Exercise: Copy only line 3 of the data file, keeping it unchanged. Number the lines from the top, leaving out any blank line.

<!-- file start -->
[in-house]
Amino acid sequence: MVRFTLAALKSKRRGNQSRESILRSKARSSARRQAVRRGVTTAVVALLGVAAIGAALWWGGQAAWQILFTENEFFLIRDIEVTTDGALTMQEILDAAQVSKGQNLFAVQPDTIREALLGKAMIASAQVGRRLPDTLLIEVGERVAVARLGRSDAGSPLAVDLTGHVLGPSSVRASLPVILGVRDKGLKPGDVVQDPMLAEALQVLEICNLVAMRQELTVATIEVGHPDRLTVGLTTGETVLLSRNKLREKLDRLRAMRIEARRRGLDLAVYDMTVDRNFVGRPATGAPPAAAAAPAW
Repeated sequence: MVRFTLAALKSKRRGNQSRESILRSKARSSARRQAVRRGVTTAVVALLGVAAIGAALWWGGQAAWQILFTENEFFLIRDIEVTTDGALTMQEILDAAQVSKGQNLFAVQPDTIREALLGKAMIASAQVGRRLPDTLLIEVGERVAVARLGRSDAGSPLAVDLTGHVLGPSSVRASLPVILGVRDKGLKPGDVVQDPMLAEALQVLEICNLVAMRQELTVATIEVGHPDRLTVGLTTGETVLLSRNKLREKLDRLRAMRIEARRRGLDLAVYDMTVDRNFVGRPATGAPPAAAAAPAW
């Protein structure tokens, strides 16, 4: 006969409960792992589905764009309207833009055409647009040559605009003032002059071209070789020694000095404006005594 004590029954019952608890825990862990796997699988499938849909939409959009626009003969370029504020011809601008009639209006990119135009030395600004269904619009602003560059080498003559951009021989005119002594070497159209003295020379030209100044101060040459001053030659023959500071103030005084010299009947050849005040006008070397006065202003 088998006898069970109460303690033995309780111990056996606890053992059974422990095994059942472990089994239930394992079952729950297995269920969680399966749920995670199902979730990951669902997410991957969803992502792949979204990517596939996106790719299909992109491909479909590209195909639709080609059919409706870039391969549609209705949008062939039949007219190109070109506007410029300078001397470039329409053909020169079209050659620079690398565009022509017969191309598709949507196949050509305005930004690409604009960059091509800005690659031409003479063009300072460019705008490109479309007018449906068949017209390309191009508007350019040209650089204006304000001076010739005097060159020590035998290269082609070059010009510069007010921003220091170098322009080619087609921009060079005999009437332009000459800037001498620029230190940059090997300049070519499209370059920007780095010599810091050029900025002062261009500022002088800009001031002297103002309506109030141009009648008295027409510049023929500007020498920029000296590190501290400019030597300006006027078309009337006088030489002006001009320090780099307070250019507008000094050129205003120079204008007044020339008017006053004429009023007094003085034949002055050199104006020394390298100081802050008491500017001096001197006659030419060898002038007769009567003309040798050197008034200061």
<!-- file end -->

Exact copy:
Repeated sequence: MVRFTLAALKSKRRGNQSRESILRSKARSSARRQAVRRGVTTAVVALLGVAAIGAALWWGGQAAWQILFTENEFFLIRDIEVTTDGALTMQEILDAAQVSKGQNLFAVQPDTIREALLGKAMIASAQVGRRLPDTLLIEVGERVAVARLGRSDAGSPLAVDLTGHVLGPSSVRASLPVILGVRDKGLKPGDVVQDPMLAEALQVLEICNLVAMRQELTVATIEVGHPDRLTVGLTTGETVLLSRNKLREKLDRLRAMRIEARRRGLDLAVYDMTVDRNFVGRPATGAPPAAAAAPAW